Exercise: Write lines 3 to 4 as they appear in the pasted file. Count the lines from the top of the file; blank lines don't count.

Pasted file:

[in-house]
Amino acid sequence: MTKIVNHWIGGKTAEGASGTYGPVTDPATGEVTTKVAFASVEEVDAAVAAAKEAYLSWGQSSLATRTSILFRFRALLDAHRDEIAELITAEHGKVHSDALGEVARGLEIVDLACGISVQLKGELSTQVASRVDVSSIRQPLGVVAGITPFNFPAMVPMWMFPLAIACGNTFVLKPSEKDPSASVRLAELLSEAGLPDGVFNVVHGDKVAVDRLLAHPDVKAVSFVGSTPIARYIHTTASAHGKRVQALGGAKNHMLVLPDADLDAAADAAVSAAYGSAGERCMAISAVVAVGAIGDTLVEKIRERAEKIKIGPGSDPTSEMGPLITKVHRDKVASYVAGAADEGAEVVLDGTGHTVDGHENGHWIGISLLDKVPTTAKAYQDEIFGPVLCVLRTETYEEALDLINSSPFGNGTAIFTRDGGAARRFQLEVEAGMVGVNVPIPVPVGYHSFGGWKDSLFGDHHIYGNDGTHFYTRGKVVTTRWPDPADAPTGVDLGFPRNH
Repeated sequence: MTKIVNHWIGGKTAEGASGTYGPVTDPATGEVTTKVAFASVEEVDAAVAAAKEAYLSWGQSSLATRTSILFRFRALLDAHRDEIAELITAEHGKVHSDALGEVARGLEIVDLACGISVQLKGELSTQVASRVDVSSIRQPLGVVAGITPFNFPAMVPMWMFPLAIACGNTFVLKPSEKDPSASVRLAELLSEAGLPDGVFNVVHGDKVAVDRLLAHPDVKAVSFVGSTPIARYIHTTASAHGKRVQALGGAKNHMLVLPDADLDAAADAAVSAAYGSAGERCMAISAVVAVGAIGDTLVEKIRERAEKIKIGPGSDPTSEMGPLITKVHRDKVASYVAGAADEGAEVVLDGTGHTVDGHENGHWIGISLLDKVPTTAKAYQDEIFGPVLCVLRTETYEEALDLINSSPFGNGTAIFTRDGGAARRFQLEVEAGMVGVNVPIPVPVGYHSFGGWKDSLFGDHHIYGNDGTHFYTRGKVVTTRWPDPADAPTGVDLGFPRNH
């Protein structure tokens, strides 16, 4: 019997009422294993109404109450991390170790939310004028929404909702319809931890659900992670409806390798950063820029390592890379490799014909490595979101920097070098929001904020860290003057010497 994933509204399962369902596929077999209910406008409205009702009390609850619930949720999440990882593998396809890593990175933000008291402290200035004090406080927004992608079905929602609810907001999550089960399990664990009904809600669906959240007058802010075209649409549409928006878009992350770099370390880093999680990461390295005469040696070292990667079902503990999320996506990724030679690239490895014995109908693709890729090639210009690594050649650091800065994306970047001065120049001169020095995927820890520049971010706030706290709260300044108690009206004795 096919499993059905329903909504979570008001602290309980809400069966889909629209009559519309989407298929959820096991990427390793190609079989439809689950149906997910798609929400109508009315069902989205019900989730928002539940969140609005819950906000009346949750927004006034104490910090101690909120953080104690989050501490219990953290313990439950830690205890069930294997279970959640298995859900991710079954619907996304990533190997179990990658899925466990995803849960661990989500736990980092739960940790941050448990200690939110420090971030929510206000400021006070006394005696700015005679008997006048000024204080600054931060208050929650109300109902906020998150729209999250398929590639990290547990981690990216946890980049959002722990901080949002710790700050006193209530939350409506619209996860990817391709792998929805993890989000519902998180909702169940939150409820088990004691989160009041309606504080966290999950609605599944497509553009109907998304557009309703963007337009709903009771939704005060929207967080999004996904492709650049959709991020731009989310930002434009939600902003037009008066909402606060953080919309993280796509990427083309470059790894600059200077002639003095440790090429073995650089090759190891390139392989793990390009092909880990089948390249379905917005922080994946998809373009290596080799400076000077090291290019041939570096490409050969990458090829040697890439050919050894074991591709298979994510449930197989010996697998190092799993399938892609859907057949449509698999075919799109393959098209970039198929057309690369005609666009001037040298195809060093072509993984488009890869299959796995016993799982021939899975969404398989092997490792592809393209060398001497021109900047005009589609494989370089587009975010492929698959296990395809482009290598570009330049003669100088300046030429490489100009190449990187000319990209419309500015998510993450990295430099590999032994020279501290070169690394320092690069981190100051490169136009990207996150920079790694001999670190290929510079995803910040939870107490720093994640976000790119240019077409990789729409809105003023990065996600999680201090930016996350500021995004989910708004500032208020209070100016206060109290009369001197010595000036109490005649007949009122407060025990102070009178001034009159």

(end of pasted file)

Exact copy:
Repeated sequence: MTKIVNHWIGGKTAEGASGTYGPVTDPATGEVTTKVAFASVEEVDAAVAAAKEAYLSWGQSSLATRTSILFRFRALLDAHRDEIAELITAEHGKVHSDALGEVARGLEIVDLACGISVQLKGELSTQVASRVDVSSIRQPLGVVAGITPFNFPAMVPMWMFPLAIACGNTFVLKPSEKDPSASVRLAELLSEAGLPDGVFNVVHGDKVAVDRLLAHPDVKAVSFVGSTPIARYIHTTASAHGKRVQALGGAKNHMLVLPDADLDAAADAAVSAAYGSAGERCMAISAVVAVGAIGDTLVEKIRERAEKIKIGPGSDPTSEMGPLITKVHRDKVASYVAGAADEGAEVVLDGTGHTVDGHENGHWIGISLLDKVPTTAKAYQDEIFGPVLCVLRTETYEEALDLINSSPFGNGTAIFTRDGGAARRFQLEVEAGMVGVNVPIPVPVGYHSFGGWKDSLFGDHHIYGNDGTHFYTRGKVVTTRWPDPADAPTGVDLGFPRNH
């Protein structure tokens, strides 16, 4: 019997009422294993109404109450991390170790939310004028929404909702319809931890659900992670409806390798950063820029390592890379490799014909490595979101920097070098929001904020860290003057010497 994933509204399962369902596929077999209910406008409205009702009390609850619930949720999440990882593998396809890593990175933000008291402290200035004090406080927004992608079905929602609810907001999550089960399990664990009904809600669906959240007058802010075209649409549409928006878009992350770099370390880093999680990461390295005469040696070292990667079902503990999320996506990724030679690239490895014995109908693709890729090639210009690594050649650091800065994306970047001065120049001169020095995927820890520049971010706030706290709260300044108690009206004795 096919499993059905329903909504979570008001602290309980809400069966889909629209009559519309989407298929959820096991990427390793190609079989439809689950149906997910798609929400109508009315069902989205019900989730928002539940969140609005819950906000009346949750927004006034104490910090101690909120953080104690989050501490219990953290313990439950830690205890069930294997279970959640298995859900991710079954619907996304990533190997179990990658899925466990995803849960661990989500736990980092739960940790941050448990200690939110420090971030929510206000400021006070006394005696700015005679008997006048000024204080600054931060208050929650109300109902906020998150729209999250398929590639990290547990981690990216946890980049959002722990901080949002710790700050006193209530939350409506619209996860990817391709792998929805993890989000519902998180909702169940939150409820088990004691989160009041309606504080966290999950609605599944497509553009109907998304557009309703963007337009709903009771939704005060929207967080999004996904492709650049959709991020731009989310930002434009939600902003037009008066909402606060953080919309993280796509990427083309470059790894600059200077002639003095440790090429073995650089090759190891390139392989793990390009092909880990089948390249379905917005922080994946998809373009290596080799400076000077090291290019041939570096490409050969990458090829040697890439050919050894074991591709298979994510449930197989010996697998190092799993399938892609859907057949449509698999075919799109393959098209970039198929057309690369005609666009001037040298195809060093072509993984488009890869299959796995016993799982021939899975969404398989092997490792592809393209060398001497021109900047005009589609494989370089587009975010492929698959296990395809482009290598570009330049003669100088300046030429490489100009190449990187000319990209419309500015998510993450990295430099590999032994020279501290070169690394320092690069981190100051490169136009990207996150920079790694001999670190290929510079995803910040939870107490720093994640976000790119240019077409990789729409809105003023990065996600999680201090930016996350500021995004989910708004500032208020209070100016206060109290009369001197010595000036109490005649007949009122407060025990102070009178001034009159």